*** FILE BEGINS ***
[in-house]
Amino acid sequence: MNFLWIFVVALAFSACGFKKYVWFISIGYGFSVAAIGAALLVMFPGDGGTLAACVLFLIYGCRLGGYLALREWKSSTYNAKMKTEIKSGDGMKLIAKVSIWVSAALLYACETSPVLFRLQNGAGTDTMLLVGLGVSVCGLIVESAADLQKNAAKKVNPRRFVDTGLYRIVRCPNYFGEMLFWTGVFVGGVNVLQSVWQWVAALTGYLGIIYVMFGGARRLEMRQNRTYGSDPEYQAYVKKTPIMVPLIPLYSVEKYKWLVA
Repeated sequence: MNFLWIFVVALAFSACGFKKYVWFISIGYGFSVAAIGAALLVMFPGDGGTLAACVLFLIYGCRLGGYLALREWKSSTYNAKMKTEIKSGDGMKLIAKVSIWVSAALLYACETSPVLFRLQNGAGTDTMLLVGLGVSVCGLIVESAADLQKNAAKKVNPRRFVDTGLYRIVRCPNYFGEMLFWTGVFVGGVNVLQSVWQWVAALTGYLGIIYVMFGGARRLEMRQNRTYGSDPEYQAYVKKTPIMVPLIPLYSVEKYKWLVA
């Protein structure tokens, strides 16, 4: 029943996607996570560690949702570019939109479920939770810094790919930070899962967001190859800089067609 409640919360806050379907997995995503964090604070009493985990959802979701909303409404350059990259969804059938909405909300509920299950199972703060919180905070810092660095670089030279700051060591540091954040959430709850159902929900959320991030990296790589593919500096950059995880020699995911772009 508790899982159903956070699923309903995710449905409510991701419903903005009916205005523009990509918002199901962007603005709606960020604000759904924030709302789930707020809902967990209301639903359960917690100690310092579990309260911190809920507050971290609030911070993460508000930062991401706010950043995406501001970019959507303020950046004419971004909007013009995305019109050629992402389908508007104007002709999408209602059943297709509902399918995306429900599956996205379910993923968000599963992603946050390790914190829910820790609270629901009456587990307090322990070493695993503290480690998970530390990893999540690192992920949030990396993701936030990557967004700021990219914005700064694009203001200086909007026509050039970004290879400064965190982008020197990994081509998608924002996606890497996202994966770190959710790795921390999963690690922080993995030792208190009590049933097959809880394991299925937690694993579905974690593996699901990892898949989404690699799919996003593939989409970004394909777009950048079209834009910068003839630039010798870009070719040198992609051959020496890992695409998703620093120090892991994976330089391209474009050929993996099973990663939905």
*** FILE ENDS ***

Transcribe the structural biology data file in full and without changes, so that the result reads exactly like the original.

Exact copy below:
[in-house]
Amino acid sequence: MNFLWIFVVALAFSACGFKKYVWFISIGYGFSVAAIGAALLVMFPGDGGTLAACVLFLIYGCRLGGYLALREWKSSTYNAKMKTEIKSGDGMKLIAKVSIWVSAALLYACETSPVLFRLQNGAGTDTMLLVGLGVSVCGLIVESAADLQKNAAKKVNPRRFVDTGLYRIVRCPNYFGEMLFWTGVFVGGVNVLQSVWQWVAALTGYLGIIYVMFGGARRLEMRQNRTYGSDPEYQAYVKKTPIMVPLIPLYSVEKYKWLVA
Repeated sequence: MNFLWIFVVALAFSACGFKKYVWFISIGYGFSVAAIGAALLVMFPGDGGTLAACVLFLIYGCRLGGYLALREWKSSTYNAKMKTEIKSGDGMKLIAKVSIWVSAALLYACETSPVLFRLQNGAGTDTMLLVGLGVSVCGLIVESAADLQKNAAKKVNPRRFVDTGLYRIVRCPNYFGEMLFWTGVFVGGVNVLQSVWQWVAALTGYLGIIYVMFGGARRLEMRQNRTYGSDPEYQAYVKKTPIMVPLIPLYSVEKYKWLVA
């Protein structure tokens, strides 16, 4: 029943996607996570560690949702570019939109479920939770810094790919930070899962967001190859800089067609 409640919360806050379907997995995503964090604070009493985990959802979701909303409404350059990259969804059938909405909300509920299950199972703060919180905070810092660095670089030279700051060591540091954040959430709850159902929900959320991030990296790589593919500096950059995880020699995911772009 508790899982159903956070699923309903995710449905409510991701419903903005009916205005523009990509918002199901962007603005709606960020604000759904924030709302789930707020809902967990209301639903359960917690100690310092579990309260911190809920507050971290609030911070993460508000930062991401706010950043995406501001970019959507303020950046004419971004909007013009995305019109050629992402389908508007104007002709999408209602059943297709509902399918995306429900599956996205379910993923968000599963992603946050390790914190829910820790609270629901009456587990307090322990070493695993503290480690998970530390990893999540690192992920949030990396993701936030990557967004700021990219914005700064694009203001200086909007026509050039970004290879400064965190982008020197990994081509998608924002996606890497996202994966770190959710790795921390999963690690922080993995030792208190009590049933097959809880394991299925937690694993579905974690593996699901990892898949989404690699799919996003593939989409970004394909777009950048079209834009910068003839630039010798870009070719040198992609051959020496890992695409998703620093120090892991994976330089391209474009050929993996099973990663939905």